Saturnalia | by Claire Hansen

     Every year on the eve of the full Capricorn moon is Saturnalia; a celebration of freedom, a display of unrestricted acceptance and unity. The popular and the pariah become one. The gods and goddesses descend from their lofty palaces in heaven to join in on the jubilation. Even Cronus himself takes off his crown for the night and feasts.

     Sofea finishes her daily rituals to her goddess, Aphrodite. Outside her window, the street signs are being decorated with homemade paper lanterns, and her neighbors are stringing fairy lights through the willows near the pond. The sun has not quite reached its zenith, and she realizes she finished her daily rituals much earlier than she has been the past several months. She is vaguely aware that she should be somewhere else—perhaps down the street—helping prepare the cakes for the festivities later on. She continues to gaze out the window, just for a few more minutes, and plans her Saturnalia, the night of spontaneity.

     The clean, stony streets are shining with water as Sofea walks down them. She keeps her sleepy gaze focused ahead of her. The way to the bakery is familiar, so she fantasizes about Azure, the daughter of Gemini she sees in the library every so often, the one who smirks at her when they both make eye contact. With sunlight as its canvas, Azure’s skin is regally luminous, and Sofea imagines that in the warm lights of Saturnalia tonight, her skin will look like fiery onyx. Heat collects in her hips.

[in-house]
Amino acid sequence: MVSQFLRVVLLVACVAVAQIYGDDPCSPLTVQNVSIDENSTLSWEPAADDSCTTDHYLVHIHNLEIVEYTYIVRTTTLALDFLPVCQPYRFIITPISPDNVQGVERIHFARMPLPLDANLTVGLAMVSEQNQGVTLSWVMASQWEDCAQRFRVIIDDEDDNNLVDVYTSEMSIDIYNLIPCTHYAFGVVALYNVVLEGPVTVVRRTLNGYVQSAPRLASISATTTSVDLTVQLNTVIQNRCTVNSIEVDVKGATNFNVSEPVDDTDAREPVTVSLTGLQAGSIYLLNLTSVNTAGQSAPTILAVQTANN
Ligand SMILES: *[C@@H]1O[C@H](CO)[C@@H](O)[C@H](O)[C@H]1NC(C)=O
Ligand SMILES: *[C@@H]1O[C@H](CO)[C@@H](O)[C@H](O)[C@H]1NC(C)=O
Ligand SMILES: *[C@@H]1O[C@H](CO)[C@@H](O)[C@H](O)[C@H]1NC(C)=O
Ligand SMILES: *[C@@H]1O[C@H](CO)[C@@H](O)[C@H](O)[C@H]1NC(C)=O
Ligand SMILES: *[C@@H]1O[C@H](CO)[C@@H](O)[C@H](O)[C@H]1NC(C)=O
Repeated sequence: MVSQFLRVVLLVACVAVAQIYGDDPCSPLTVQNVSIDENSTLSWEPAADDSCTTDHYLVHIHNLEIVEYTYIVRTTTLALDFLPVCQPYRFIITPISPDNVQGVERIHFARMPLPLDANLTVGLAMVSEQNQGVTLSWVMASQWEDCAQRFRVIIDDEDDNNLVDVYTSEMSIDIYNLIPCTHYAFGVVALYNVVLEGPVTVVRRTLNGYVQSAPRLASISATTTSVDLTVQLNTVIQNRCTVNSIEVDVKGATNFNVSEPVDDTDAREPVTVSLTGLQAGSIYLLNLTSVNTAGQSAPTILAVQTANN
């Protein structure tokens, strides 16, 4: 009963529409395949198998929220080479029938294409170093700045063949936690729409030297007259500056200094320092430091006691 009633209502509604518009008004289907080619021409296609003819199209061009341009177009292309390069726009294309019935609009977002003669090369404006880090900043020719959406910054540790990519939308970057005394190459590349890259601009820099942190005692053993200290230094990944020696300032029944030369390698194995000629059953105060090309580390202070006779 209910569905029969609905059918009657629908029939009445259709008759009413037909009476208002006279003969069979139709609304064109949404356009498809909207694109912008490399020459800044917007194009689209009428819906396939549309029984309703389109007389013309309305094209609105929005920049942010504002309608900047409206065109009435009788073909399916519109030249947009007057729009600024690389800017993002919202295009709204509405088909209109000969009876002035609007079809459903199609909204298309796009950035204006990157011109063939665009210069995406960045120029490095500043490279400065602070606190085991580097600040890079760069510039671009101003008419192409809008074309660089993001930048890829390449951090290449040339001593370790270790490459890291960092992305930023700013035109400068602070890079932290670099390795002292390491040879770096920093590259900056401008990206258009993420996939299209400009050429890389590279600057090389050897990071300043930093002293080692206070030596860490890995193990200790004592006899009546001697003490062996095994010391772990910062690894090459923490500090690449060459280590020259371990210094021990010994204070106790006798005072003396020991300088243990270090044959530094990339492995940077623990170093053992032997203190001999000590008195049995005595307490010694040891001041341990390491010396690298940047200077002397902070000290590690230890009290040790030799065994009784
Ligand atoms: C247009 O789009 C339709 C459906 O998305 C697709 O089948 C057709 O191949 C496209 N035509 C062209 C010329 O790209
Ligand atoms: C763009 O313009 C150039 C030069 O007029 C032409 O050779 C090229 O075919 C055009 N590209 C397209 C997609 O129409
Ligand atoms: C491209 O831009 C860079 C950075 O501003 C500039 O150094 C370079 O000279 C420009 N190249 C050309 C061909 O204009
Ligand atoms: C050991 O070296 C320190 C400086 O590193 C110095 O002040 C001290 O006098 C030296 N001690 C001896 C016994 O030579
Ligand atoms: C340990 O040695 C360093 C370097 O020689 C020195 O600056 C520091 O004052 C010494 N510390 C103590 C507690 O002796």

The bakery whistles and howls and bubbles as it always does the afternoon of Saturnalia. After gathering her tools, Sofea settles in between two daughters of Aries to ice a cake. They do not notice her, and she thanks Aphrodite. They chatter about the makeup they will wear, the wine they want to sample, and the sons of Virgo they intend to play with that night. Their voices swirl into a single one, sending Sofea spinning into another daydream about Azure, who, just two weeks ago, seemed so fascinated by the intricate patterns on a cake, and praised Sofea upon learning that she was the one who created the design, which made Sofea’s nerves fray and melt.